Geneva, 19 June 2012. The United Nations High Commissioner for Human Rights, Ms Navanethem Pillay, in her opening statement to the 20th session of the HRC, while referring to her recent visit to Pakistan, said that she was impressed by “the energy and capacity” available to strengthen human rights and democracy in Pakistan.
The High Commissioner also expressed serious concern over the continuing use of armed drones for targeted attacks, in particular because it was unclear that all persons targeted were combatants or directly participating in hostilities.
The High Commissioner urged states to conduct investigation that were transparent, credible and independent and provide victims with effective remedies.
In his statements, the Permanent Representative of Pakistan, Ambassador Zamir Akram, thanked the High Commissioner for her words of encouragement in commending the efforts made by the Government of Pakistan to strengthen human rights.
He also referred to the fact that the former Special Reporter on Extraordinary, Summary or Arbitrary executions Philip Alston, as well as his successor Christof Heyns, had raised serious concerns regarding the use of drones.
The Permanent Representative of Pakistan reiterated the position of the Government of Pakistan that drone strikes were contrary to international law and a violation of Pakistan’s sovereignty, and were counter-productive.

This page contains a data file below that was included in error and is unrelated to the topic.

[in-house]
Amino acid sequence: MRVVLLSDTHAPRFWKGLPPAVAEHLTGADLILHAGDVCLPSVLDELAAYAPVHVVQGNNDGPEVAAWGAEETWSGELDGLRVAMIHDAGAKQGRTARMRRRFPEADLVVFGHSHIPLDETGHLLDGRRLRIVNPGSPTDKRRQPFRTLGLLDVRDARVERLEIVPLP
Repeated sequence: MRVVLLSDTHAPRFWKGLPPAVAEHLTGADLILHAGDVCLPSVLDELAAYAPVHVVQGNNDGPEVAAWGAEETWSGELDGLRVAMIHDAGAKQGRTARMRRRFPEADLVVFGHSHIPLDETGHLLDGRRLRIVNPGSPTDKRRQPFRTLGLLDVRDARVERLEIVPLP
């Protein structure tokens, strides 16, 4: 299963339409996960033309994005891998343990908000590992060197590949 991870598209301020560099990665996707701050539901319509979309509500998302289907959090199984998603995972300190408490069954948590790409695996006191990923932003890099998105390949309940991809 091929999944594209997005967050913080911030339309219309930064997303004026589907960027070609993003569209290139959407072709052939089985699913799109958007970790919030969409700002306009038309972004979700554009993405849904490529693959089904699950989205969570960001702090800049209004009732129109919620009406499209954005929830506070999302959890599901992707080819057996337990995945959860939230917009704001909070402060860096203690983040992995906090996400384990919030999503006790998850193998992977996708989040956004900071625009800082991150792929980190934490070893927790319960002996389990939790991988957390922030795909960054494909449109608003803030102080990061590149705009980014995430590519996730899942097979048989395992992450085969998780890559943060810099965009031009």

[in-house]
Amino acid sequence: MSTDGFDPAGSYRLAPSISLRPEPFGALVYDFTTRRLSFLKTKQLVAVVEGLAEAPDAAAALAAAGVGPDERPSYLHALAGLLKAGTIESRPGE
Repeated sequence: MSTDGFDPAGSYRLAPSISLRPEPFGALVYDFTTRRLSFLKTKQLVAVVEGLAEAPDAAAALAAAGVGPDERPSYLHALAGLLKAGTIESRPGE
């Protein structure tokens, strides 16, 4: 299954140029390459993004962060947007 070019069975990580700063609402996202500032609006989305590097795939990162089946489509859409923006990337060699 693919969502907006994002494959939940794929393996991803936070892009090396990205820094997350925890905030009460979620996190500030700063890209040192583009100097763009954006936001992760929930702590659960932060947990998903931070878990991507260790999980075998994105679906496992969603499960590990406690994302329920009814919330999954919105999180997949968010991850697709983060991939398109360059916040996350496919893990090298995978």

He called upon the international community to pay heed to the concerns expressed by the High Commissioner and the Special Procedures with regard to drone attacks.
The prominent human rights organisation, Amnesty International, in its statement, also said that the drone attacks “disregard human rights law” and that “the carrying out of killings …. represents a fundamental challenge to the whole international system for the protection of human rights.”
The American Civil Liberty Union, in its statement, called for “increased transparency and accountability regarding the use of armed drones for targeted killing”, and expressed concerns that “US drone killings have not complied with international law requirements mandating the protection of civilians.”